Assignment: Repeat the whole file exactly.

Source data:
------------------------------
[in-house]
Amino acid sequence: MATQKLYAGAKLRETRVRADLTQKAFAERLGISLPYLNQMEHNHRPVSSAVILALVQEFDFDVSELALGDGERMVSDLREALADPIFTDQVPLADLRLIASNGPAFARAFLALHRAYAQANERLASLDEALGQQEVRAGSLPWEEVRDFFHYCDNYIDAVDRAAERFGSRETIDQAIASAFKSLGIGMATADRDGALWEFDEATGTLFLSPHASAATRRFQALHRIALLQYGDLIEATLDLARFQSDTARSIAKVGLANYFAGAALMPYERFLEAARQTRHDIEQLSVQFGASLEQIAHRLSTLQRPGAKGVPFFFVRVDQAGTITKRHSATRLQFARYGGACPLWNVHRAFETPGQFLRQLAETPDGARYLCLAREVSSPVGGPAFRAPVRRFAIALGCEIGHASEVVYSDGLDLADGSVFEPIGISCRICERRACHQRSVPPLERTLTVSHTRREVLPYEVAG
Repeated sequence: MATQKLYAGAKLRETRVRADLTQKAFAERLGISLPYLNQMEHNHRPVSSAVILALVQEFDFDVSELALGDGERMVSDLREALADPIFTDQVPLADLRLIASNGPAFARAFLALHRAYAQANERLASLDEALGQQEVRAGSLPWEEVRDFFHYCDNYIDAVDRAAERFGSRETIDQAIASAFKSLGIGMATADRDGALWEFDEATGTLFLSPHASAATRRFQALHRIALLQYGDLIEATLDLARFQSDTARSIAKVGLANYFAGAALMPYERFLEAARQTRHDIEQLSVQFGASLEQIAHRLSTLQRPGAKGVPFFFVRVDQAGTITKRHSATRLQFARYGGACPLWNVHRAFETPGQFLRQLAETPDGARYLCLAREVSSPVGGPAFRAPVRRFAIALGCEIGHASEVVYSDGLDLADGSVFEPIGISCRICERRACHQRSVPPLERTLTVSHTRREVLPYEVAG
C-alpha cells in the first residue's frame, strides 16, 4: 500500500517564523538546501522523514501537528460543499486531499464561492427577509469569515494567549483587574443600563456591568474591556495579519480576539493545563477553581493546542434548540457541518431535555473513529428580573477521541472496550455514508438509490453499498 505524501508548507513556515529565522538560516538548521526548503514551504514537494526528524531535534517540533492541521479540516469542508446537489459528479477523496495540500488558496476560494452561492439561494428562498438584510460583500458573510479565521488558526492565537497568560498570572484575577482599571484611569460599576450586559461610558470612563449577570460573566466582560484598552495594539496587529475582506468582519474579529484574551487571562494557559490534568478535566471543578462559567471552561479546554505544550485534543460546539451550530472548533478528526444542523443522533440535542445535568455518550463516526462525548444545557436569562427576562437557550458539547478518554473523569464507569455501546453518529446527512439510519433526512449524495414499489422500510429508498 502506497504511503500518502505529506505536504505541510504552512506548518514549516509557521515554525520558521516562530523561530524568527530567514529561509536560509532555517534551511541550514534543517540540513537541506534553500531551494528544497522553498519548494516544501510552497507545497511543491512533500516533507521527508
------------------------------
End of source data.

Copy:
[in-house]
Amino acid sequence: MATQKLYAGAKLRETRVRADLTQKAFAERLGISLPYLNQMEHNHRPVSSAVILALVQEFDFDVSELALGDGERMVSDLREALADPIFTDQVPLADLRLIASNGPAFARAFLALHRAYAQANERLASLDEALGQQEVRAGSLPWEEVRDFFHYCDNYIDAVDRAAERFGSRETIDQAIASAFKSLGIGMATADRDGALWEFDEATGTLFLSPHASAATRRFQALHRIALLQYGDLIEATLDLARFQSDTARSIAKVGLANYFAGAALMPYERFLEAARQTRHDIEQLSVQFGASLEQIAHRLSTLQRPGAKGVPFFFVRVDQAGTITKRHSATRLQFARYGGACPLWNVHRAFETPGQFLRQLAETPDGARYLCLAREVSSPVGGPAFRAPVRRFAIALGCEIGHASEVVYSDGLDLADGSVFEPIGISCRICERRACHQRSVPPLERTLTVSHTRREVLPYEVAG
Repeated sequence: MATQKLYAGAKLRETRVRADLTQKAFAERLGISLPYLNQMEHNHRPVSSAVILALVQEFDFDVSELALGDGERMVSDLREALADPIFTDQVPLADLRLIASNGPAFARAFLALHRAYAQANERLASLDEALGQQEVRAGSLPWEEVRDFFHYCDNYIDAVDRAAERFGSRETIDQAIASAFKSLGIGMATADRDGALWEFDEATGTLFLSPHASAATRRFQALHRIALLQYGDLIEATLDLARFQSDTARSIAKVGLANYFAGAALMPYERFLEAARQTRHDIEQLSVQFGASLEQIAHRLSTLQRPGAKGVPFFFVRVDQAGTITKRHSATRLQFARYGGACPLWNVHRAFETPGQFLRQLAETPDGARYLCLAREVSSPVGGPAFRAPVRRFAIALGCEIGHASEVVYSDGLDLADGSVFEPIGISCRICERRACHQRSVPPLERTLTVSHTRREVLPYEVAG
C-alpha cells in the first residue's frame, strides 16, 4: 500500500517564523538546501522523514501537528460543499486531499464561492427577509469569515494567549483587574443600563456591568474591556495579519480576539493545563477553581493546542434548540457541518431535555473513529428580573477521541472496550455514508438509490453499498 505524501508548507513556515529565522538560516538548521526548503514551504514537494526528524531535534517540533492541521479540516469542508446537489459528479477523496495540500488558496476560494452561492439561494428562498438584510460583500458573510479565521488558526492565537497568560498570572484575577482599571484611569460599576450586559461610558470612563449577570460573566466582560484598552495594539496587529475582506468582519474579529484574551487571562494557559490534568478535566471543578462559567471552561479546554505544550485534543460546539451550530472548533478528526444542523443522533440535542445535568455518550463516526462525548444545557436569562427576562437557550458539547478518554473523569464507569455501546453518529446527512439510519433526512449524495414499489422500510429508498 502506497504511503500518502505529506505536504505541510504552512506548518514549516509557521515554525520558521516562530523561530524568527530567514529561509536560509532555517534551511541550514534543517540540513537541506534553500531551494528544497522553498519548494516544501510552497507545497511543491512533500516533507521527508